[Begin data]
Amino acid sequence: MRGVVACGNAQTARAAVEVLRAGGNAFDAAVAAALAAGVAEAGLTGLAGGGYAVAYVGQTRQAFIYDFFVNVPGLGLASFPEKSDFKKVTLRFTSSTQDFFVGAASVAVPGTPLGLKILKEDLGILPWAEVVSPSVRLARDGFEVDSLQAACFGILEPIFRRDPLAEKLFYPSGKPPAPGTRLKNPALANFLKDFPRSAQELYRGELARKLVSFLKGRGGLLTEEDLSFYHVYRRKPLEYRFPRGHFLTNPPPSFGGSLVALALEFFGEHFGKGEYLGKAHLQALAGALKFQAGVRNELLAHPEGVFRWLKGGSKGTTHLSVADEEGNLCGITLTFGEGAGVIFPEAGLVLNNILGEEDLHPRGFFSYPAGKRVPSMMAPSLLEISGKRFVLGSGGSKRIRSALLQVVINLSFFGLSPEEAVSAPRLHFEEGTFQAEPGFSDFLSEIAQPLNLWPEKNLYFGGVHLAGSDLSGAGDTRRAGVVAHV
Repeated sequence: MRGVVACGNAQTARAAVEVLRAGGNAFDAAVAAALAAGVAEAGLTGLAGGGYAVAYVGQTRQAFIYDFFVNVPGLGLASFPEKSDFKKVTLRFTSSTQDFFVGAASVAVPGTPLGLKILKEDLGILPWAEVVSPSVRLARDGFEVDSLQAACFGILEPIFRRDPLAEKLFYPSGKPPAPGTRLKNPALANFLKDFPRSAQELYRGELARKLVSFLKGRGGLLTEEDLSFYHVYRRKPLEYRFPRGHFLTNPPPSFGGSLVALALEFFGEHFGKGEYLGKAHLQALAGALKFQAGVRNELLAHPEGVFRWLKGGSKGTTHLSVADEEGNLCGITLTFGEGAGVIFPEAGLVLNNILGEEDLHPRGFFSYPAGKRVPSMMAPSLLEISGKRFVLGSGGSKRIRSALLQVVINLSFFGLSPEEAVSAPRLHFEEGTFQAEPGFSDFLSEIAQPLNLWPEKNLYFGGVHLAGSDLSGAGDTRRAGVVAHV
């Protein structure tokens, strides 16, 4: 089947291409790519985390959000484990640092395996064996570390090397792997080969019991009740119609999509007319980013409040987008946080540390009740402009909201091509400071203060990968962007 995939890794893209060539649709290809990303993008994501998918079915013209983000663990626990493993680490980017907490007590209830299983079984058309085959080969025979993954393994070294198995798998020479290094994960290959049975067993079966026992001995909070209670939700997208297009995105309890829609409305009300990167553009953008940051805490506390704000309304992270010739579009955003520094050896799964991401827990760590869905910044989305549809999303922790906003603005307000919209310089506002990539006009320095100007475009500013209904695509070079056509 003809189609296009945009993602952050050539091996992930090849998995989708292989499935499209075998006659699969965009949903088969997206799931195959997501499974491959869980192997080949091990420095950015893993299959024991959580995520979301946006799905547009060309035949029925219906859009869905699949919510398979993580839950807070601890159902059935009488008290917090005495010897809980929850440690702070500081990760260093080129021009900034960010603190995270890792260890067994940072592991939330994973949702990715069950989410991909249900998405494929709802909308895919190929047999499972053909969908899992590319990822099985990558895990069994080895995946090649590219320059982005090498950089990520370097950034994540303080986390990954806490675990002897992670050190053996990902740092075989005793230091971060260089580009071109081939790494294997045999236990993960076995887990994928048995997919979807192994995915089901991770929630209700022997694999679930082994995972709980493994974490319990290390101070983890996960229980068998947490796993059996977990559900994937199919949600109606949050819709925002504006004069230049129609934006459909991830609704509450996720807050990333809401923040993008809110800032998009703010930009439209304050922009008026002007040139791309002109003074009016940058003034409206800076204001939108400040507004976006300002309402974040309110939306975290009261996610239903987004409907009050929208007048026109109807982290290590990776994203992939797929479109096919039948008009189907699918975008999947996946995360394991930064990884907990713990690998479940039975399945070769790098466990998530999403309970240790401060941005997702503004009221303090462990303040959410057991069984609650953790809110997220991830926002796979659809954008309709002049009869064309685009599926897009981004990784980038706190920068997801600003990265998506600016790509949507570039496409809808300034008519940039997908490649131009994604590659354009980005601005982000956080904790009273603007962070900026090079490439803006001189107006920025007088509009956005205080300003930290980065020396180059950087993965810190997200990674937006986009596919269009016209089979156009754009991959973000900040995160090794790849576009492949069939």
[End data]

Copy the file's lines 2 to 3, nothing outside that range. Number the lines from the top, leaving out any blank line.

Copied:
Repeated sequence: MRGVVACGNAQTARAAVEVLRAGGNAFDAAVAAALAAGVAEAGLTGLAGGGYAVAYVGQTRQAFIYDFFVNVPGLGLASFPEKSDFKKVTLRFTSSTQDFFVGAASVAVPGTPLGLKILKEDLGILPWAEVVSPSVRLARDGFEVDSLQAACFGILEPIFRRDPLAEKLFYPSGKPPAPGTRLKNPALANFLKDFPRSAQELYRGELARKLVSFLKGRGGLLTEEDLSFYHVYRRKPLEYRFPRGHFLTNPPPSFGGSLVALALEFFGEHFGKGEYLGKAHLQALAGALKFQAGVRNELLAHPEGVFRWLKGGSKGTTHLSVADEEGNLCGITLTFGEGAGVIFPEAGLVLNNILGEEDLHPRGFFSYPAGKRVPSMMAPSLLEISGKRFVLGSGGSKRIRSALLQVVINLSFFGLSPEEAVSAPRLHFEEGTFQAEPGFSDFLSEIAQPLNLWPEKNLYFGGVHLAGSDLSGAGDTRRAGVVAHV
């Protein structure tokens, strides 16, 4: 089947291409790519985390959000484990640092395996064996570390090397792997080969019991009740119609999509007319980013409040987008946080540390009740402009909201091509400071203060990968962007 995939890794893209060539649709290809990303993008994501998918079915013209983000663990626990493993680490980017907490007590209830299983079984058309085959080969025979993954393994070294198995798998020479290094994960290959049975067993079966026992001995909070209670939700997208297009995105309890829609409305009300990167553009953008940051805490506390704000309304992270010739579009955003520094050896799964991401827990760590869905910044989305549809999303922790906003603005307000919209310089506002990539006009320095100007475009500013209904695509070079056509 003809189609296009945009993602952050050539091996992930090849998995989708292989499935499209075998006659699969965009949903088969997206799931195959997501499974491959869980192997080949091990420095950015893993299959024991959580995520979301946006799905547009060309035949029925219906859009869905699949919510398979993580839950807070601890159902059935009488008290917090005495010897809980929850440690702070500081990760260093080129021009900034960010603190995270890792260890067994940072592991939330994973949702990715069950989410991909249900998405494929709802909308895919190929047999499972053909969908899992590319990822099985990558895990069994080895995946090649590219320059982005090498950089990520370097950034994540303080986390990954806490675990002897992670050190053996990902740092075989005793230091971060260089580009071109081939790494294997045999236990993960076995887990994928048995997919979807192994995915089901991770929630209700022997694999679930082994995972709980493994974490319990290390101070983890996960229980068998947490796993059996977990559900994937199919949600109606949050819709925002504006004069230049129609934006459909991830609704509450996720807050990333809401923040993008809110800032998009703010930009439209304050922009008026002007040139791309002109003074009016940058003034409206800076204001939108400040507004976006300002309402974040309110939306975290009261996610239903987004409907009050929208007048026109109807982290290590990776994203992939797929479109096919039948008009189907699918975008999947996946995360394991930064990884907990713990690998479940039975399945070769790098466990998530999403309970240790401060941005997702503004009221303090462990303040959410057991069984609650953790809110997220991830926002796979659809954008309709002049009869064309685009599926897009981004990784980038706190920068997801600003990265998506600016790509949507570039496409809808300034008519940039997908490649131009994604590659354009980005601005982000956080904790009273603007962070900026090079490439803006001189107006920025007088509009956005205080300003930290980065020396180059950087993965810190997200990674937006986009596919269009016209089979156009754009991959973000900040995160090794790849576009492949069939």